Places Known For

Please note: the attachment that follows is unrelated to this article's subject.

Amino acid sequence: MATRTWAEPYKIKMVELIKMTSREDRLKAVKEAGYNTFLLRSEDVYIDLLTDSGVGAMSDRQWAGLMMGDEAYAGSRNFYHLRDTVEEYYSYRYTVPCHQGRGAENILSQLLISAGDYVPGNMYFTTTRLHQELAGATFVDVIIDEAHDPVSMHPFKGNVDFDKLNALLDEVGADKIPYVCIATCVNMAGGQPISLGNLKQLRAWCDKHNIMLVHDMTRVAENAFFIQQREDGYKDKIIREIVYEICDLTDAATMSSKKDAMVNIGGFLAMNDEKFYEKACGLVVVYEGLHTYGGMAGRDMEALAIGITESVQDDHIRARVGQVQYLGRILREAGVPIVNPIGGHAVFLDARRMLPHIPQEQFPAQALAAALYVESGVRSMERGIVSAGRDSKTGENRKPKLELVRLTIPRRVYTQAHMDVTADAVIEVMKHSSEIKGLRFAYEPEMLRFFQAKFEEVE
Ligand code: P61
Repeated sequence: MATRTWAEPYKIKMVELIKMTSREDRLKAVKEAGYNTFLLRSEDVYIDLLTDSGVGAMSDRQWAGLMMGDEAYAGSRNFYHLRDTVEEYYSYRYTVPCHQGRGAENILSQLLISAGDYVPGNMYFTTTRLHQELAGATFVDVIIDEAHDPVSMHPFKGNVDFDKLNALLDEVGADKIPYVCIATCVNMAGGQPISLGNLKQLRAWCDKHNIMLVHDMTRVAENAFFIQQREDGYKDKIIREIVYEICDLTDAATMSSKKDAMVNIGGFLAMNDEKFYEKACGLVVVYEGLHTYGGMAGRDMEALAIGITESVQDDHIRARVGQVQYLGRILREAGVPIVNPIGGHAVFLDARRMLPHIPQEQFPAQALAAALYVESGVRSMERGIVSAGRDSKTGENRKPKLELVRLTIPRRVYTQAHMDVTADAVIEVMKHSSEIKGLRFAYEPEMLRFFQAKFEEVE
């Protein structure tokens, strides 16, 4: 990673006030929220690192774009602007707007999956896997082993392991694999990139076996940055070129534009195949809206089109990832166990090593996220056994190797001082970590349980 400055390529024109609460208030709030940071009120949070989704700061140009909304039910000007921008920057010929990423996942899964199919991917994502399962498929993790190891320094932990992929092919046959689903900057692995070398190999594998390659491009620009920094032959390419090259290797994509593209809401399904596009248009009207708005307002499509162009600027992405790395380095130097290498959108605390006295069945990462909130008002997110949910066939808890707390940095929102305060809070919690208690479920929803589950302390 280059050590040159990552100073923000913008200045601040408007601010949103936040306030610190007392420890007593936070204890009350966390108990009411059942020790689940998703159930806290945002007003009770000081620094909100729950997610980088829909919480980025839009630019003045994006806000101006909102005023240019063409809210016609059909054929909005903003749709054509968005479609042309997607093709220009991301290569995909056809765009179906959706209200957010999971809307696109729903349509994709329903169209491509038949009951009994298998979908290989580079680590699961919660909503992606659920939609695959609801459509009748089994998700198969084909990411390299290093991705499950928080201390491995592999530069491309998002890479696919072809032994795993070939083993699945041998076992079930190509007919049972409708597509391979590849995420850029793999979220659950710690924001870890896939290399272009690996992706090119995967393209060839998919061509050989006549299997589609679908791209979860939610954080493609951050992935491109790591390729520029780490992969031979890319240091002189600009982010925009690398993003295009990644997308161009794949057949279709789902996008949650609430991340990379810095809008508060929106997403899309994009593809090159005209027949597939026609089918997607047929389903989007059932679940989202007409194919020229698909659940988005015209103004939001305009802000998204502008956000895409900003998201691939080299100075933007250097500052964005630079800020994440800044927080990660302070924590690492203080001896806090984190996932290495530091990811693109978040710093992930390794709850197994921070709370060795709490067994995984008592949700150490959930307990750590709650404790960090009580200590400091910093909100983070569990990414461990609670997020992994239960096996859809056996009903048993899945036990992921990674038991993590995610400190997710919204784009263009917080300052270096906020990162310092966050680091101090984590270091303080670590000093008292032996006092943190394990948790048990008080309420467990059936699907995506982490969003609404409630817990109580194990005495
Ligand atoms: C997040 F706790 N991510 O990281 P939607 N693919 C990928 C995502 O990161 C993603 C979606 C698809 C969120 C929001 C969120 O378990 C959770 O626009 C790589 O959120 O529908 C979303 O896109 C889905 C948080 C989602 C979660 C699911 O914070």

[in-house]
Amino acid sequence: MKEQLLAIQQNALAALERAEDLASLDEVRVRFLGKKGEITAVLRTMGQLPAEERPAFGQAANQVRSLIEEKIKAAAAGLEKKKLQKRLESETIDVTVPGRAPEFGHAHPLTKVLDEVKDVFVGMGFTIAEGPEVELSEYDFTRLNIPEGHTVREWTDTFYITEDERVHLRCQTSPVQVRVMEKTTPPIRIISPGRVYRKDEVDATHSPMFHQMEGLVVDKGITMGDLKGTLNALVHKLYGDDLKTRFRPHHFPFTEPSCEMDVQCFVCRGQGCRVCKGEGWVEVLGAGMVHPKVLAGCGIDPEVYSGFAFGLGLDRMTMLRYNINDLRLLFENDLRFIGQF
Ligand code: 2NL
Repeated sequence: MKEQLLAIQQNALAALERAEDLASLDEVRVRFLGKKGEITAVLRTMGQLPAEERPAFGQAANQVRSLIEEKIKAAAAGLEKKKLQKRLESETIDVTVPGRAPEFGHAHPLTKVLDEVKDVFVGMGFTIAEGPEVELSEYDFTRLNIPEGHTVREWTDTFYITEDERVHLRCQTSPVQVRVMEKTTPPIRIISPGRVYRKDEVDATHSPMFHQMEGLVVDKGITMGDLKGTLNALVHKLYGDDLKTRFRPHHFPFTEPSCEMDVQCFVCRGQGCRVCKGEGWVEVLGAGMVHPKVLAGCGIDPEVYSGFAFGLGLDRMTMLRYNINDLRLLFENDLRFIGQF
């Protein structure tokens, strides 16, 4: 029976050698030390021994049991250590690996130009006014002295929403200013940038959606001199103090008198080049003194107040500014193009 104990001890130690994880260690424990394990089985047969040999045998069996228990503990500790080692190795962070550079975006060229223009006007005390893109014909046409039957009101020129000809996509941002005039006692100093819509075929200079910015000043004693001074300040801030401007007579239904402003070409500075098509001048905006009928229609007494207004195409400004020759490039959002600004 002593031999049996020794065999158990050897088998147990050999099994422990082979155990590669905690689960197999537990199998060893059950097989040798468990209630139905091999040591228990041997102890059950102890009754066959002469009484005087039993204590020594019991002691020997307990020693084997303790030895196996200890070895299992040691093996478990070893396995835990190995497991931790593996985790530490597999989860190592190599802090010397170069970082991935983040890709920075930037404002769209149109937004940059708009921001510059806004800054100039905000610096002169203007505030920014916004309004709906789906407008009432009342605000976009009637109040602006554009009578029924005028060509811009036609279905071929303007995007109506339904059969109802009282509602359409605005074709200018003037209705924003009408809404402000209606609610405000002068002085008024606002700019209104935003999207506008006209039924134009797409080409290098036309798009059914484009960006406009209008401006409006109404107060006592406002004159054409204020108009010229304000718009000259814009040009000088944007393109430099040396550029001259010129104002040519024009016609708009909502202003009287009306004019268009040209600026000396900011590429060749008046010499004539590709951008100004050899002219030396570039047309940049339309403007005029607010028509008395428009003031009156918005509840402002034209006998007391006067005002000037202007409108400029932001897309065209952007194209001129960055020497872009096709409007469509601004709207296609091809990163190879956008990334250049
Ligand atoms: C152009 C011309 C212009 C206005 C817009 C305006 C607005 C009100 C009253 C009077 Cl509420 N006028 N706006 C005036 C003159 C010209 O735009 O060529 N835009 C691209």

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of the '''University Belt''' it is where the '''Malacañan Palace''' is located, the official executive seat and residence of the sitting Philippine President. It is also the birthplace of the famous and namesake San Miguel Beer. *'''Santa Mesa''' — The residential area of Manila, home to the Polytechnic University of the Philippines. A small but busy cluster of blocks in this district hosts a number of short-time love hotels and motels. *'''Port Area''' — The country's chief seaport consisting of North and South Ports, where warehouses are arrayed elbow to elbow along docking and refueling stations for all ships, ferries, and cruise liners, and where one can witness the dramatic sunset of Manila Bay. *'''Intramuros (Manila Intramuros)''' — Taken from the Spanish words, ''intra'' & '' muros'', literally means "within the walls". Known as the '''History Town of the Philippines''' and considered as '''Old Manila''' itself during Spanish times. This district contains numerous Spanish colonial attractions such as the Fort Santiago, San Agustin Church, Casa Manila, and many more. *'''Ermita (Manila Ermita)''' — One of Manila's tourist district, once known as the only '''Red Light District''' converted into a major tourist area which contains some of the most historically and culturally significant landmarks and institutions of the country such as the '''Rizal Park''', '''Manila Ocean Park''', '''National Museum of the Philippines''', and the '''Manila Hotel'''. *'''Malate (Manila Malate)''' — One of Manila's center of tourism, recreation and entertainment, home to several cheap and expensive hotels, large shopping malls, educational institutions and also shares a portion to the '''Cultural Center of the Philippines Complex''' which resembles Beijing's Tienanmen, Moscow's Red Squarehome and Singapore's Marina. *'''Pandacan''' — District home to many of the country's literary and musical geniuses, originally named after the pandan plant species. *'''Paco (Manila Paco)''' — A working class district that started out as '''Little Tokyo''' during the Spanish era. Home to the '''Paco Train Station''' and the '''Paco Park''', which was the former municipal cemetery of Old Manila. *'''Santa Ana'''— Known as ''Sapa'' in ancient times, this district is the old capital of '''Namayan Kingdom''' which is the precursor of modern Metro Manila and used to be a quiet upmarket residential neighborhood comparable to Chelsea district in London during the American colonial era, but now a blighted working class district. *'''San Andres Bukid''' — Also known as St. Andrew Fields as its English translation sounds more pleasant to the ear, was previously part of '''Santa Ana'''. It is also home to '''San Andres Market''' - another major public market, famous for it's variegated fruit stalls and a little bit touristy ambiance. Understand thumb 250px Fort Santiago, Intramuros (File:Fort Santiaigo in Intramuros.jpg) Manila is often described as the only capital city in Asia that’s not exotically Asian. A foreigner may be surprised that a local looks just like any Asian, but wears mostly T-shirt & jeans, can speak English, reads and writes in Roman text, and is not at home with chopsticks. Manila is known for being a city where the old meets the new. Here you'll find Spanish colonial churches, old-fashioned museums and neo-classical buildings versus modern shopping centers, stylish art museums and glass-stained skyscrapers. Its blend of urban development and historical heritage had made Manila's image unique and attractive. History For over three centuries Manila was colonized and administered by Spain which left an enduring architectural heritage throughout the Philippines, especially with respect to churches, forts and other colonial buildings which can still be seen in the ruins of Intramuros, built in the late 16th century. Manila began as a settlement on the banks of the Pasig River, and its name originates from "Maynilad," referring to the mangrove plant known as ''nilad'', which was abundant in the area. Prior to the arrival of the Spanish in the 16th century, Manila was home to Muslim-Malays. In 1571, 50 years after Magellan's discovery of the islands, Spanish conquistador Miguel Lopez de Legazpi claimed the Philippines as a colony and established Manila as its capital. Manila was also briefly colonized by the British for two years. Manila was also part of the Spanish East Indies until 1898, when the U.S. took over the Philippines after the Spanish-American War. Manila was first sought by the Spaniards, then the Americans. The Spaniards wanted a counterbalance to the expanding Portuguese empire which had almost taken a big slice of the pie in the lucrative Spice Trade. They got it through Manila, so strategically placed between China together with the rest of Asia, and Mexico - the next closest transit point for goods onwards from Asia to Europe. Its location seemed a well thought out choice. Legazpi took five years after arriving in the Philippines and settling in Cebu in 1565 to mull over before deciding to finally move up north to Manila in 1571 and make it the capital of the new territory. By numbers, it shortened the traveling distance to the other side of the empire in Acapulco. Manila is also in a much easy and straighter drafting reach for sailing ships to catch the Pacific Trade Winds as they blow northeastward to Japan for Acapulco and blow precisely at San Bernardino Strait for the westward-bound return trip without being diverted any farther. Most importantly, Manila is much closer than Cebu to China. When Mexico pushed for its independence from Spain and finally shoved her out, the Philippines' glittering importance began to dwindle due to the discontinuance of the Manila-Acapulco Galleon Trade, cutting off the Acapulco to Vera Cruz segment and it accelerated more when the Suez Canal was opened enabling the Chinese exports to go in the opposite direction and making Singapore the most important transit hub to Europe in the region. Just a token administration was maintained in Manila since the Philippines had been confined to the doldrums as one of the unreachable and hard to maintain colonies of Spain. That obscurity lasted until a new imperialist era dawned, with countries embarked on a new competition for raw materials and market. Netherlands, Britain, and France were already there now with Germany, lurking somewhere and ready to fill in the voids about to be vacated by waning superpowers. Germany was already sniffing its way around the Pacific Ocean like a shark smelling a kill when the US, spurred by the windfall of acquiring Hawaii and which desperately wanted a toehold in Asia for her trade, notably with Japan and China, grabbed the first opportunity of grabbing the Philippines. The Philippines once more, so strategically placed as the soon-to-be-linchpin of American imperialism, extended her colonial servitude to the US. With dynamic geo-politics working, the Philippines, and Manila in particular, proved to be manna from heaven as Japan began to flex her muscles. The result was that the Philippines served as first line of defense for Australia and the mainland US to buy time and it really proves more beneficial as another realignment was in force after World War II when communism comes into the scene and is threatening to swallow the whole of East Asia except Japan, putting the Philippines as a buffer zone for whatever adverse contingency and as long as the Manila leadership sides with the US, things will be OK. Now that communism is under control and every country on both sides of the Pacific seemed to be embracing free market economy, all of Southeast Asia are grinding strong and busy buzzing. The factors of time, location, and distance are not a consideration anymore and what needs to be important is that Manila is as peaceful, orderly, productive, and creative as all her neighbors to win visitors' attention. Being a city with its ears and antennae acutely tuned in to American and some European trends, and in the forefront of modernization and constant cultural refinement more than any other city in Southeast Asia or Asia as a whole, Manila witnessed or hosted innovations - political, cultural, civic etc. Orientation Manila sits on an archipelago just at the edge of the Asian continent, some 14° 35' N, 121º 00 E'. It’s 700 miles (1,100 km.) or 2 hours flight time from Hong Kong, 1,400 miles (2,200 km.) or 3:15 hours from Bangkok, 1,500 miles (2,400 km) or 3:35 hours from Singapore, 1,900 miles (3.000 km) or 4:15 hours from Tokyo, and 1,800 miles (2,800 km.) from 4:25 hours from Beijing. Ever so physically endowed, it is sitting in the throes of two notoriously dangerous volcanoes - Pinatubo to the north, which made headlines in 1991 when it spewed dust all over the world and dropped global temperature by 2°, and Taal to the south which always makes headlines every decade or so, while this city straddles the Pacific Rim of Fire underneath. What more, it lies in the path of the tropical monsoon bringing those more and more powerful typhoons during the second half of the year. It is fringed to the south by the idyllic Lake Bai - a veritable scenic showcase of Hispanized native folk and traditional culture, and farther south by cool and refreshing Lake Taal. The City of Manila is in the western part of Metro Manila. It is bordered on the west by Manila Bay, to the north by Navotas, Quezon City and Caloocan City, to the east by San Juan and Mandaluyong City and to the south by Pasay and Makati. Get in The Philippines have only six border crossings all of which are accessed only by sea, and all are all the way down south namely Bongao and Turtle Islands in Tawi Tawi, Taganac and Balabac in Palawan, and Batunganding and Tibanban, Davao del Sur. It is highly unlikely that foreigners will go to the trouble of crossing these border stations on their way to Manila by boat from Malaysia or Indonesia, its only close neighbors. The most reasonable and practical way to reach Manila is by air. By plane : ''Main article: Ninoy Aquino International Airport'' Ninoy Aquino International Airport is situated 6 km. from the Tourist Belt Areas of Malate & Ermita while it's 10 km. from hotel areas of Ayala Center in Makati City. Arrival procedures are swift and there are ample hotel buses and limousines available for tourists. NAIA is generally regarded as the worst airport in Asia, '''especially for transferring passengers'''. Terminals 1, 2, 3, 4, are not internally-connected, and require a drive through the crowded city streets on taxis jeepneys. '''Allow lots of time for connection.''' Better yet, book your flights on 1 reservation so you are "protected" with continuity. Terminal 1 is used for most international flights. It is in poor condition. Terminal 2 is used exclusively by Philippine Airlines. (note: other flights of Philippine Airlines and its subsidiary PAL Express use Terminal 3) Terminal 3 is used mainly by budget carrier Cebu Pacific and Philippine Airlines. All Nippon Airways, Cathay Pacific, Delta Airlines, Emirates, KLM, and Singapore Airlines also operate from the terminal. It is the newest and largest among Manila's air terminals. Terminal 4 is used by other domestic carriers (Tiger Airways, Philippines Air Asia, Air Asia Zest, Seair, and SkyJet) Airport metered taxis are colored yellow, and have the right to stop and pick up passengers and line up the porte cochere area as you step out of the arrival hall. Each departing taxi is registered by a despatcher. Despite this, there have been frequent scams (accelerated meters, charging full days' mileage, etc). '''Do not let the yellow taxi driver retain both taxi slips'''. You should not need to pay more than ₱250 to most hotels in the city. Keep an eye on the meter at all times. White taxis are warned as "not officially sanctioned" by NAIA, but often times are much more honest and cheaper. Base fare start at ₱40. But they can only be caught in the departure level, where they are dropping off departing passengers. There are buses outside the arrival area heading to downtown Makati City and Quezon City via EDSA or Efipanio de Los Santos Ave. This arrangement is preferable for those with only one light backpack heading for the mentioned areas. By boat Manila is the hub of the Philippine ferry network, and ferries to most major cities will stop at the '''Manila South Harbor''', the city's main passenger seaport. Several companies operate ferries to Manila from points throughout the Philippines, and cruise ships occasionally stop in Manila throughout the year. Around the capital are numerous attractions for people desiring a quick daytrip away from the hustle and bustle of this mega-metropolis. By train Manila is accessible by three of the major train lines in Metropolitan Manila: the Philippine National Railways (PNR) which passes from Sta. Ana and ends at the terminal station in Tutuban; the LRT Line 1 (LRT-1); and the MRT Line 2 (MRT-2) which has a terminal at Recto Ave. and passes through Quezon City from the V. Mapa station. By bus Provincial bus companies also operate their own terminals which are dispersed throughout the city. They concentrate mostly in EDSA in Cubao District, Quezon City for those destined north (Northern, Central, and Southern Luzon, the Bicol Region including Catanduanes & Masbate Islands), around the junction of EDSA and South Superhighway for those destined south (Southern Tagalog Bicol Region), and around the Sampaloc District in Manila for those heading north. Talk '''Filipino (Filipino phrasebook)''' is the language of the locals. It is the chosen language at home to most. It is also the language of the media and movie industries as Manilans watch TV and movies and read newspapers in Filipino. Being one of the common denominators of the locals, Filipino based from Tagalog shares with English, the other most popular. English is widely spoken in urban areas of the Philippines. It comes second as a medium of instruction in any institution. It is the language of the government, and the preference for written communication, be it in school or business. Tourists who have just arrived here can easily catch up with the latest gossip news in the local tinsel town, as well as government scuttlebutts, as there are plenty of English version newspapers and magazines. In Binondo (Manila Binondo), Manila's Chinatown district, Hokkien (Minnan phrasebook) is widely spoken while Mandarin might also be known as it is taught in Chinese educational institutions. It is fast becoming the third most important language following Filipino and English, unseating Spanish. Spanish used to be the official language of the Philippines and deteriorated to the language of the old time generations, one time used to be taught for a 12-unit course in all university curriculi. A tertiary education is not complete unless one takes the whole course and must at least have basic conversation skills. Now, Spanish is practically dead, but the language has somehow percolated through the Filipino vocabulary which is now about 10% Spanish derived. Filipino being 100% based from Tagalog grammar and more or less 50% from Tagalog vocabulary, is a hodge podge of other Philippine languages, setting aside English, Spanish, Malay, Sanskrit, Arabic, & Chinese. Here are the main ones that one might detect being spoken by neighbors or seatmates, Manila, being the Tower of Babel and melting pot of the country. Manila's economic growth has attracted people from provinces with a delusion that a better life can be attained in the city, these people had brought a diversity in Manila's culture from their hometowns with tongues that speka Ilocano from the Ilocos regions, Pampango from Pampanga, Bicolano from the Bicol Region, Hiligaynon from Western Visayas, Cebuano from Cebu and Waray from Leyte and Samar. '''Taglish''' has been part of everyday life of Manilans as they try to grapple with expressing themselves the easiest and the most effective way, mix n' matching English words and phrases with Tagalog and vice versa. It used to be frowned upon by teachers but as the quality of education deteriorates, they too found themselves committing the same sin since this new wave of teachers are also a product of the younger half-baked generation. The assault on purists comes both ways, those who have inadequate schooling in English at lost for words, and on the other side, those specifically bred and schooled in the US establishing their foothold back in the country struggling with their broken Tagalog, or finding experiences and descriptions that can't be expressed in Tagalog, throwing in some English words and phrases as filler. It so happened that being "foreign", "western", and "American", they are more endeared and adorable to the grounded natives, their way of speaking becoming the "in" thing. Also, English being at the forefront of technological and cultural development, produces new words and experiences that can't be purely translated. Movie personalities being role models are more of the culprits as they magnify the popularity of Taglish. Get around If you need to use public transportation try '''''', it will show you the right type to your destination. By train thumb 250px The Manila Light Rail Transit System Line 1 (LRT-1) (File:LRT-1 Blumentritt 2011.jpg) Manila is crossed by three lines of the '''Strong Republic Transit System''' (SRTS), Metro Manila's (partially) integrated railway network. The SRTS Yellow and Purple lines, operated by the Light Rail Transit Authority, cross through Manila city proper, converging at the intersection of Rizal Avenue and C.M. Recto Avenue. The Yellow Line, also known as LRT Line 1 (LRT-1), serves Malate (Manila Malate), Ermita (Manila Ermita), Quiapo (Manila Quiapo), Binondo (Manila Binondo) and Santa Cruz (Manila Santa Cruz), while the Purple Line, also known as MRT Line 2 (MRT-2), serves Quiapo, Sampaloc (Manila Sampaloc) and Santa Mesa. Most tourist sites are along the Yellow Line. Metro Manila's main regional passenger train station is '''Tutuban''' in Tondo. From Tutuban station, the Philippine National Railways (PNR) operates the '''Commuter Express''' (Commex), also referred to as the SRTS Orange Line. Fifty trains serve the commuter service daily, with the line crossing through Tondo, Sampaloc, Santa Mesa, Paco (Manila Paco) and San Andres before extending to Metro Manila. There is an interchange with the Yellow Line at Blumentritt station, and with the Purple Line at Santa Mesa station. The Manila Train Guide has a map that shows connections between train lines and points of interest in Metro Manila. Fares thumb 350px Manila's light rail transit system (File:SRTS Full Map Oct-2010 MC.png) Fares on the SRTS are distance-based, with the base fare being ₱12 for the Yellow and Purple Lines, and ₱10 for the Orange Line. Each line has a differing fare structure: *'''Yellow Line''': ₱12 for the first four stations, ₱15 for more than four stations. A journey on the Yellow Line from Vito Cruz, the first station on the line within the City of Manila, to Abad Santos, the last station within city limits, is ₱15. *'''Purple Line''': ₱12 for the first three stations, with an increase of ₱1 depending on the number of stations crossed thereafter. A journey on the Purple Line from Recto to V. Mapa (the last station within city limits) is ₱12. *'''Orange Line''': ₱10 base fare with increases of ₱5 depending on the distance from Tutuban station. Travel on the Orange Line '''within''' the City of Manila, from Tutuban to Vito Cruz (not to be confused with the Vito Cruz station on the Yellow Line), as well as points in between, is charged the ₱10 base fare. Single-journey and ₱100 "stored value" tickets may be purchased at LRTA stations. Stored value tickets are valid for six months after first use. The LRTA has full fare integration for stored-value tickets: stored-value tickets purchased for use on one line are also valid on the other line. However, this does '''not''' extend to single-journey tickets, which are only valid for one line, and the Orange Line, which uses a separate paper-based ticket system. By bus or jeepney Several city and provincial bus routes either cross through or terminate in Manila. Most buses which serve Manila proper will cross through the Lawton bus terminal, which is conveniently located in front of the LRT-1 Central Terminal station. Routes include points in Metro Manila, Laguna, Cavite and Bulacan, and bus fares normally begin at ₱10. Manila city bus routes are '''not''' numbered. However, the bus route is prominently displayed on the side of the bus as well as on the dashboard, listing both the route's endpoints and major points in between which will be served by that particular route. When in doubt, ask the bus conductor if a particular bus will go to a particular destination. Manila is also served by several jeepney routes, some of which ply the routes previously served by Manila's pre-World War II tram system. The Lawton bus terminal is also a major jeepney terminal, with several jeepneys either crossing through, terminating or originating here. Fares begin at ₱8.50 for the first four kilometers. Like buses, jeepney routes are not numbered, but the route is prominently displayed on the sides of the jeepney as well as on the dashboard, and drivers, or specialized barkers announce their destination and departure at route origins. By taxi thumb 250px An airport taxi in Manila (File:WTMP Redscale E-7 IMG 7254.JPG) Taxis (usually marked by the words 'taxi' on the sides of sedan cars) are plentiful and easy to find. During peak hours, it will be difficult to find an empty one, so find a taxi-stand where people form orderly lines and wait for empty taxis to pull up. It is advisable to have a general idea of how much your trip would cost, and ask the taxi driver as you board how much will it cost (approximately) to get to your destination. Taxi drivers have been known to not switch on their meters as the journey starts, only to tell passengers to pay a fare that is two or three times the normal rate. In general, be prepared with the name of your destination, a rough map with landmarks and an estimate of the fare before attempting to board a taxi on Manila roads. By tricycle or pedicab Tricycles and pedicabs are, in the City of Manila, limited to short distances as it can access hard-to-reach areas. Tricycle and pedicab terminals are found throughout the city: major points for taking tricycles and pedicabs within the downtown area include the Lawton bus terminal, the area around LRT-1 Doroteo Jose and MRT-2 Recto Stations, Tutuban railway station, Plaza Lacson in Santa Cruz, and Plaza Lorenzo Ruiz in Binondo. Tricycle and pedicab terminals are normally located alongside jeepney terminals and railway stations. By law, tricycles and pedicabs must display a fare matrix which displays fares to areas served by the vehicle, and is normally adhered to for short distances. For longer distances, it is not uncommon to negotiate the fare beforehand with the driver. By calesa In Ermita, Intramuros and Binondo, it is still possible to ride a ''calesa'', or traditional horse-drawn carriage. While no longer used as a meaningful form of transport by most locals, calesas are useful for navigating through narrow streets (similar to tricycles and pedicabs), as well as getting a feel of transport in colonial Manila. Fares are negotiated beforehand with the ''cochero'' (driver), and a one-hour ride for two people normally costs around ₱50-70. See The main tourist sites of Manila are mostly located along Manila Bay. Landmarks thumb 250px The gate of Intramuros (File:The Gate of Intramuros.JPG) thumb 250px The Roxas Boulevard (File:Roxas Boulevard.jpg) * '''Baywalk''' - South of the Luneta is the renovated '''Baywalk''' a linear park adjacent to Manila Bay. Restaurants formerly on the actual baywalk have been moved inwards to allow a clear view of Manila's legendary sunsets. * '''Bonifacio Shrine''' - A shrine in honour of Andres Bonifacio who was one of the Filipinos who struggled and fought for freedom for the country against the Spanish forces. * '''Chinatown (Manila Binondo)''' - Manila has one of the largest and oldest Chinatowns in the world, where one can find exotic Chinese goods and delicious cuisine. * '''Coconut Palace''' - a residence commissioned and built along the waterfront by First Lady Imelda Marcos for Pope John Paul II's visit in 1981. While open to the public at some point, it is currently (as of June 2011) occupied by the current Vice President and still open for public visits (by appointment by calling the Office of the Vice President, leaving a return call number and waiting for a confirmation). * '''Intramuros (Manila Intramuros)''' - At the northern end of the Bay lies the remnants of the old walled Spanish settlement of Manila, Intramuros (Spanish for 'within the walls'). Intramuros contains some of the city's most interesting museums, ruins, and churches including the '''Manila Cathedral''' and '''San Agustin Church''' one of the most finest churches in the city. * '''Mabini Shrine''' - Apolinario Mabini's former home. Mabini was a Lawyer and fought for Philippine Independence. During the American Occupation, this home became the first intellectual headquarters of the First Philippine Republic. * '''Malacañan Palace''' - Manila is the host of the official residence of the president of the Philippines. While heading your way here, you will see wonderful places. People can roam the garden afterward. * '''Manila Hotel''' - Just outside Intramuros and on the edge of Manila Bay is the beautiful and historic Manila Hotel, a legacy of the American colonial era and the place where General Douglas MacArthur made his home before World War II. * '''Plaza San Luis''' - A commercial complex consisting five house; Casa Manila, Casa Urdaneta, Casa Blanca, Los Hidalgos and El Hogar Filipino. Plaza San Luis showcases Filipino-Hispanic Architecture. Other than Souvenir shops there is a museum in Casa Manila. * '''Roxas Boulevard''' - A wide boulevard which runs along the shores of Manila Bay, it is known for its view of Manila's famous sunsets and stretch of coconut trees. The boulevard offers a wide selection of hotels, restaurants and significant cultural landmarks. * WikiPedia:Manila Commons:Category:Manila Dmoz:Regional Asia Philippines Regions National Capital Region City of Manila